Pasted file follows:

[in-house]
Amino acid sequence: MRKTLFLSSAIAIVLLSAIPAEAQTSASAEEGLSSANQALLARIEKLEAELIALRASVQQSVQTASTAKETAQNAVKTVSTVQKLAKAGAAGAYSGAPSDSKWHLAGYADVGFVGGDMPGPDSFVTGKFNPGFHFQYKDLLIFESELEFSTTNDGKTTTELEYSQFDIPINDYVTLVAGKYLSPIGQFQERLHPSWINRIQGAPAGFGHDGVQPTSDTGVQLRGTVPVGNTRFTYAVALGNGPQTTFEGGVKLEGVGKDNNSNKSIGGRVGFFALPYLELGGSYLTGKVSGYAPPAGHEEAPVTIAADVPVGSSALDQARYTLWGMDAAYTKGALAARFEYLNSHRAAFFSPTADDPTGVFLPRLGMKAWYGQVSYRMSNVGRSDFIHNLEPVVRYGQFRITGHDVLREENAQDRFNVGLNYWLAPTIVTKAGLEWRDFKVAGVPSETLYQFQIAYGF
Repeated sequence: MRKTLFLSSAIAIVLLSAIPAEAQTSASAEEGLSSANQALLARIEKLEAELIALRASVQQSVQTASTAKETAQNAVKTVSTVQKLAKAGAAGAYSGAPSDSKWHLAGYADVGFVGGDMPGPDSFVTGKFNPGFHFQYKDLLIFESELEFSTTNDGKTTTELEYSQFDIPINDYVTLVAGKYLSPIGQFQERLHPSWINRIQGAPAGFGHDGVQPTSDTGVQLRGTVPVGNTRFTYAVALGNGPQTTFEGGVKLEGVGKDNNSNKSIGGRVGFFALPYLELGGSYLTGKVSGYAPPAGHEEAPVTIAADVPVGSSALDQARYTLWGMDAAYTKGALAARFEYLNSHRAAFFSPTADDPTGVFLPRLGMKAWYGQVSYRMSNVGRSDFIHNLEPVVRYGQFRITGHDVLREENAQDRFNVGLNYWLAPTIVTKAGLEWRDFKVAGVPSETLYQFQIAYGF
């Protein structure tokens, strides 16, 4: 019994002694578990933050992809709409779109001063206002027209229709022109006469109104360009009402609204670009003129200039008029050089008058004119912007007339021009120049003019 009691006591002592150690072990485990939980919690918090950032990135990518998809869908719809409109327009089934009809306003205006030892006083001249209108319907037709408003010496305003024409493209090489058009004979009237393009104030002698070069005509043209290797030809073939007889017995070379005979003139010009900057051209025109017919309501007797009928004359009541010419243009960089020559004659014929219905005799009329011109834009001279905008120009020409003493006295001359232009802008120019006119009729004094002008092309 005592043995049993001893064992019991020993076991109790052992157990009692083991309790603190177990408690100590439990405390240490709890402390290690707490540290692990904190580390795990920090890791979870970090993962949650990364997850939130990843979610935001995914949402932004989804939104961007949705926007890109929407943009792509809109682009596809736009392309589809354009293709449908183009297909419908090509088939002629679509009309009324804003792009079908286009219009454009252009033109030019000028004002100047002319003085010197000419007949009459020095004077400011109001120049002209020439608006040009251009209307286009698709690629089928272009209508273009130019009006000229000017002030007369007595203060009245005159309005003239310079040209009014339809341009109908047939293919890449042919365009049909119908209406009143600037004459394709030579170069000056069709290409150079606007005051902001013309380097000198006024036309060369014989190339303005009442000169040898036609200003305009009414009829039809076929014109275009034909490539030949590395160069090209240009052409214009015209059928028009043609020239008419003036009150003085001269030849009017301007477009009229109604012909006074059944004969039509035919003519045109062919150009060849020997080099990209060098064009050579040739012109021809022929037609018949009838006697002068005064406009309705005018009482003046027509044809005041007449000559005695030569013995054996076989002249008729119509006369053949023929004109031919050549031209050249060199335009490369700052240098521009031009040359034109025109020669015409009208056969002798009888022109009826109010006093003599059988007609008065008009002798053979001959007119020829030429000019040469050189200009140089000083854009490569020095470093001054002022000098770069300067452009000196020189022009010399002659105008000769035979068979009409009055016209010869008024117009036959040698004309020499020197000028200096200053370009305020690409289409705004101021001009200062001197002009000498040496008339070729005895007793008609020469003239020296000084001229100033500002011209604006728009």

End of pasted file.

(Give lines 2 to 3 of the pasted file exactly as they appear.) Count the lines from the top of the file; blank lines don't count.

Amino acid sequence: MRKTLFLSSAIAIVLLSAIPAEAQTSASAEEGLSSANQALLARIEKLEAELIALRASVQQSVQTASTAKETAQNAVKTVSTVQKLAKAGAAGAYSGAPSDSKWHLAGYADVGFVGGDMPGPDSFVTGKFNPGFHFQYKDLLIFESELEFSTTNDGKTTTELEYSQFDIPINDYVTLVAGKYLSPIGQFQERLHPSWINRIQGAPAGFGHDGVQPTSDTGVQLRGTVPVGNTRFTYAVALGNGPQTTFEGGVKLEGVGKDNNSNKSIGGRVGFFALPYLELGGSYLTGKVSGYAPPAGHEEAPVTIAADVPVGSSALDQARYTLWGMDAAYTKGALAARFEYLNSHRAAFFSPTADDPTGVFLPRLGMKAWYGQVSYRMSNVGRSDFIHNLEPVVRYGQFRITGHDVLREENAQDRFNVGLNYWLAPTIVTKAGLEWRDFKVAGVPSETLYQFQIAYGF
Repeated sequence: MRKTLFLSSAIAIVLLSAIPAEAQTSASAEEGLSSANQALLARIEKLEAELIALRASVQQSVQTASTAKETAQNAVKTVSTVQKLAKAGAAGAYSGAPSDSKWHLAGYADVGFVGGDMPGPDSFVTGKFNPGFHFQYKDLLIFESELEFSTTNDGKTTTELEYSQFDIPINDYVTLVAGKYLSPIGQFQERLHPSWINRIQGAPAGFGHDGVQPTSDTGVQLRGTVPVGNTRFTYAVALGNGPQTTFEGGVKLEGVGKDNNSNKSIGGRVGFFALPYLELGGSYLTGKVSGYAPPAGHEEAPVTIAADVPVGSSALDQARYTLWGMDAAYTKGALAARFEYLNSHRAAFFSPTADDPTGVFLPRLGMKAWYGQVSYRMSNVGRSDFIHNLEPVVRYGQFRITGHDVLREENAQDRFNVGLNYWLAPTIVTKAGLEWRDFKVAGVPSETLYQFQIAYGF